Monday, May 19, 2008

Odds and ends

In an article that unfortunately has not appeared in English, Esteban Israel of Reuters provides a sketch of the emotion-laden flights between Miami and Havana.

A Miami Herald reporter, in Cuba to gauge public opinion about the Raul Castro government, hears this from a Havana resident: “If one president prohibited drinking this glass of water and the second president comes and lets you have it, well of course you are going to think the new president is better.” Bottom line: the changes that have come to date have “stirred a new sense of hope” even though fundamental political and economic conditions have not changed.

Sun-Sentinel correspondent Ray Sanchez writes about American fugitives living in Cuba; he interviews one (Charlie Hill) and reports that another, Joanne Chesimard, has “gone into hiding.”

Dissident economist Oscar Espinosa Chepe, writing in Spain’s ABC, talks about the need for solidarity from abroad. Recalling the 55 dissidents and independent journalists who were jailed in 2003 and (unlike himself) were not released, he says that the European Union should not drop its “diplomatic sanctions.” (Those sanctions were imposed in 2003 and suspended in 2005.) He says the changes occurring in Cuba are driven by internal factors, and policies that attempt to isolate Cuba are “more harmful than ever.” He wants the United States to allow Cuban American family visits and to renew people-to-people contacts.


Mambi_Watch said...

Thanks for the link to the Israel/Reuters article.

The Herald or Nuevo Herald have not yet linked to this story, which describes well one tragedy (perhaps THE tragedy) of US-Cuba relations.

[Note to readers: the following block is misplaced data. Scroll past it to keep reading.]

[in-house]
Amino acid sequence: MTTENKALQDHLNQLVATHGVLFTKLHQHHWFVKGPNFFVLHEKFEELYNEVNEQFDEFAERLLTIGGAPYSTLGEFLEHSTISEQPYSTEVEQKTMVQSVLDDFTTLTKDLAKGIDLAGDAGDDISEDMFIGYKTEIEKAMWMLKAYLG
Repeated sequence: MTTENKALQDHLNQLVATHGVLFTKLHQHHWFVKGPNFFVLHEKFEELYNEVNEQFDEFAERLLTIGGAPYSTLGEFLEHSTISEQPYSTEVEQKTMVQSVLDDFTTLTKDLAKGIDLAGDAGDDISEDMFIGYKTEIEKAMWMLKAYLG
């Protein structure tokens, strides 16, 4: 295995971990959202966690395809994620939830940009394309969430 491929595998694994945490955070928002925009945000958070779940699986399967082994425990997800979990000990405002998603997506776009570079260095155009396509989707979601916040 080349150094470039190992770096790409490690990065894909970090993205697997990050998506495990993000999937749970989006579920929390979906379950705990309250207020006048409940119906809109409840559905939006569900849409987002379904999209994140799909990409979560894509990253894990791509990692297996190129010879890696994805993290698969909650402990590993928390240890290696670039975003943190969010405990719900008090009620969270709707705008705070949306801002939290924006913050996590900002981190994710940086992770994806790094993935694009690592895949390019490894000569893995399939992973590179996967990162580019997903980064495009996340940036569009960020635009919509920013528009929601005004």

About those flights - the author could not have been "more on."

They are always difficult - especially when leaving Havana to head back to Miami.

One thing I have noticed recently is the very marked change in the treatment of Cubans arriving in Havana for family visits, by the government customs agents in the capitol. A few years ago, you were always treated like absolute garbage - I mean, those customs officials were just mean SOBs. And then the luggage searches - everything taken out of your bag, spread out on a table and a lengthy interrogation.

That has changed a great deal over the course of the past three years or so. I would imagine the government in Havana - needing dollars - sent out the message that they should change tactics and be a bit more welcoming. Not surprising I suppose.

And God, what a difference - the way the Cubans arrive in their own terminal - as opposed to the terminal for foreigners - the big one built by the Canadians I don't know how long ago.

Anonymous said...

somehow I'd rather sympathize with someone who has been thrown in jail for 25 years for speaking his mind.


Amen to that, anonymous.